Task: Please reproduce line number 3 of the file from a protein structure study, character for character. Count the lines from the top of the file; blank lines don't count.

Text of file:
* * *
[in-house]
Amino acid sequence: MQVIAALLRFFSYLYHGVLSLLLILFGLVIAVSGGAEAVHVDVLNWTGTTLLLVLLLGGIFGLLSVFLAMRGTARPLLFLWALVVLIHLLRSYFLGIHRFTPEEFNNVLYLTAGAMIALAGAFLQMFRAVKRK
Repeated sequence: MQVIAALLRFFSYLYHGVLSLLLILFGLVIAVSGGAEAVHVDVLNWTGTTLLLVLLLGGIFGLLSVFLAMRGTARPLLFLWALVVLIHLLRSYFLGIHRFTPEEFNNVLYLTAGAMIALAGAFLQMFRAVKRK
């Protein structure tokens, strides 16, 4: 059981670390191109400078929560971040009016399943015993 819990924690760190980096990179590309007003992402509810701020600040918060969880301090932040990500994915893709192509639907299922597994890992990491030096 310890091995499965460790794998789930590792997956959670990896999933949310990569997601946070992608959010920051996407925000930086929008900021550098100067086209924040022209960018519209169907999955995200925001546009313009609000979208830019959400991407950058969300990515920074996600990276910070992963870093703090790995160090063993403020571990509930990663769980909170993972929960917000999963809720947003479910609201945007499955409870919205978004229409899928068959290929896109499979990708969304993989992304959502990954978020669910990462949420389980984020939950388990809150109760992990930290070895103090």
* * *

Repeated sequence: MQVIAALLRFFSYLYHGVLSLLLILFGLVIAVSGGAEAVHVDVLNWTGTTLLLVLLLGGIFGLLSVFLAMRGTARPLLFLWALVVLIHLLRSYFLGIHRFTPEEFNNVLYLTAGAMIALAGAFLQMFRAVKRK